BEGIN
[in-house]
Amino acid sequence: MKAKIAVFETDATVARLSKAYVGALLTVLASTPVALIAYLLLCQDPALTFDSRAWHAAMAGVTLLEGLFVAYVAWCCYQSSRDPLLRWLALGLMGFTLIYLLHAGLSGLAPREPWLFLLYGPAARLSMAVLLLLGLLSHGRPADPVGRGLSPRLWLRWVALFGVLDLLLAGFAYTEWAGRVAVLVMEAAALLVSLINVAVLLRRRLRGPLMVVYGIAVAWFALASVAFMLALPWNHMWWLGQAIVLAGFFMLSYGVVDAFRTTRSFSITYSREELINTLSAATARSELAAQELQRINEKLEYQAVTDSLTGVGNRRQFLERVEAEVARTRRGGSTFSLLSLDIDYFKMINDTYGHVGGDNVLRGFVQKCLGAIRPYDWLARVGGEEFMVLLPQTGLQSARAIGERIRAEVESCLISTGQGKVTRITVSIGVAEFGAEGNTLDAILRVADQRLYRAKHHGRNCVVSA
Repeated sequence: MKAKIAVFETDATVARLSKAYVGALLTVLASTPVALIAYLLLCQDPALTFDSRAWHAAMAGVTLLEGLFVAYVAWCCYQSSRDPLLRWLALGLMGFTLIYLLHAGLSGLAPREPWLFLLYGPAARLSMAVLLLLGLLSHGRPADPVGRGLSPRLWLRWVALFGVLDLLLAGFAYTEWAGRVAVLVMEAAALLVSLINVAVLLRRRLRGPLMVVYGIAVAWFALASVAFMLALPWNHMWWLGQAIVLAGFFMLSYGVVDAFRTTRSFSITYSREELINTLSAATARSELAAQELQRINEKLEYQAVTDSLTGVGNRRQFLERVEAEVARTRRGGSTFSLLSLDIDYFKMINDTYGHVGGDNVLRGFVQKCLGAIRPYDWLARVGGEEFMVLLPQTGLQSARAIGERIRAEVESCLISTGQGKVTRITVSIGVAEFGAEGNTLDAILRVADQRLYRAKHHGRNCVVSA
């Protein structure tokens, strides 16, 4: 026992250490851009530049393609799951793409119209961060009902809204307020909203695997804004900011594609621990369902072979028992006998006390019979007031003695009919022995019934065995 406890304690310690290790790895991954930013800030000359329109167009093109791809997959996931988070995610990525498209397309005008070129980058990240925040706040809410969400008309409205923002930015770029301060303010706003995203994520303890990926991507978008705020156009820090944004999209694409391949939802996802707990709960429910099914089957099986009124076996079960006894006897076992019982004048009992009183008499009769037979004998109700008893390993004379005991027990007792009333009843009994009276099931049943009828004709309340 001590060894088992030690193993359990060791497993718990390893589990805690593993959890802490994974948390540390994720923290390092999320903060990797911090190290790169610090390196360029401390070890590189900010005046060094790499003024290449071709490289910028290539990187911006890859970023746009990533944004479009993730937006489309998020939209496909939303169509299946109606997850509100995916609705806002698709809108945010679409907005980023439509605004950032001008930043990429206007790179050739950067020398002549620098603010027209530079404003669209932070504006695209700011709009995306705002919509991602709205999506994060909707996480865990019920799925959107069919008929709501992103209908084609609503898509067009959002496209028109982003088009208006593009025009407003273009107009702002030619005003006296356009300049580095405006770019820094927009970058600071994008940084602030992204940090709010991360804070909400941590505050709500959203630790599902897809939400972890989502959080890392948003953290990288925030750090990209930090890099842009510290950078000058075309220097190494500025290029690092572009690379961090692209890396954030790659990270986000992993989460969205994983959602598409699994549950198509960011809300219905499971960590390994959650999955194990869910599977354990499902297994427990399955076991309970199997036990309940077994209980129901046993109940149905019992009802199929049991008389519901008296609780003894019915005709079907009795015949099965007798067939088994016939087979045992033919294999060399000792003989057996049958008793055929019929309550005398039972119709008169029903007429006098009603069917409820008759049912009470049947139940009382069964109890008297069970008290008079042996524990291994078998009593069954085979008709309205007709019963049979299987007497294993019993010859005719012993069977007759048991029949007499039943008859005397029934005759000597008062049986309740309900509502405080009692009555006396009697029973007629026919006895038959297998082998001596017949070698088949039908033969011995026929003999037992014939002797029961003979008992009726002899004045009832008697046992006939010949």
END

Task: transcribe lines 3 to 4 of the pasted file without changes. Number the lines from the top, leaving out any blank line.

Repeated sequence: MKAKIAVFETDATVARLSKAYVGALLTVLASTPVALIAYLLLCQDPALTFDSRAWHAAMAGVTLLEGLFVAYVAWCCYQSSRDPLLRWLALGLMGFTLIYLLHAGLSGLAPREPWLFLLYGPAARLSMAVLLLLGLLSHGRPADPVGRGLSPRLWLRWVALFGVLDLLLAGFAYTEWAGRVAVLVMEAAALLVSLINVAVLLRRRLRGPLMVVYGIAVAWFALASVAFMLALPWNHMWWLGQAIVLAGFFMLSYGVVDAFRTTRSFSITYSREELINTLSAATARSELAAQELQRINEKLEYQAVTDSLTGVGNRRQFLERVEAEVARTRRGGSTFSLLSLDIDYFKMINDTYGHVGGDNVLRGFVQKCLGAIRPYDWLARVGGEEFMVLLPQTGLQSARAIGERIRAEVESCLISTGQGKVTRITVSIGVAEFGAEGNTLDAILRVADQRLYRAKHHGRNCVVSA
């Protein structure tokens, strides 16, 4: 026992250490851009530049393609799951793409119209961060009902809204307020909203695997804004900011594609621990369902072979028992006998006390019979007031003695009919022995019934065995 406890304690310690290790790895991954930013800030000359329109167009093109791809997959996931988070995610990525498209397309005008070129980058990240925040706040809410969400008309409205923002930015770029301060303010706003995203994520303890990926991507978008705020156009820090944004999209694409391949939802996802707990709960429910099914089957099986009124076996079960006894006897076992019982004048009992009183008499009769037979004998109700008893390993004379005991027990007792009333009843009994009276099931049943009828004709309340 001590060894088992030690193993359990060791497993718990390893589990805690593993959890802490994974948390540390994720923290390092999320903060990797911090190290790169610090390196360029401390070890590189900010005046060094790499003024290449071709490289910028290539990187911006890859970023746009990533944004479009993730937006489309998020939209496909939303169509299946109606997850509100995916609705806002698709809108945010679409907005980023439509605004950032001008930043990429206007790179050739950067020398002549620098603010027209530079404003669209932070504006695209700011709009995306705002919509991602709205999506994060909707996480865990019920799925959107069919008929709501992103209908084609609503898509067009959002496209028109982003088009208006593009025009407003273009107009702002030619005003006296356009300049580095405006770019820094927009970058600071994008940084602030992204940090709010991360804070909400941590505050709500959203630790599902897809939400972890989502959080890392948003953290990288925030750090990209930090890099842009510290950078000058075309220097190494500025290029690092572009690379961090692209890396954030790659990270986000992993989460969205994983959602598409699994549950198509960011809300219905499971960590390994959650999955194990869910599977354990499902297994427990399955076991309970199997036990309940077994209980129901046993109940149905019992009802199929049991008389519901008296609780003894019915005709079907009795015949099965007798067939088994016939087979045992033919294999060399000792003989057996049958008793055929019929309550005398039972119709008169029903007429006098009603069917409820008759049912009470049947139940009382069964109890008297069970008290008079042996524990291994078998009593069954085979008709309205007709019963049979299987007497294993019993010859005719012993069977007759048991029949007499039943008859005397029934005759000597008062049986309740309900509502405080009692009555006396009697029973007629026919006895038959297998082998001596017949070698088949039908033969011995026929003999037992014939002797029961003979008992009726002899004045009832008697046992006939010949």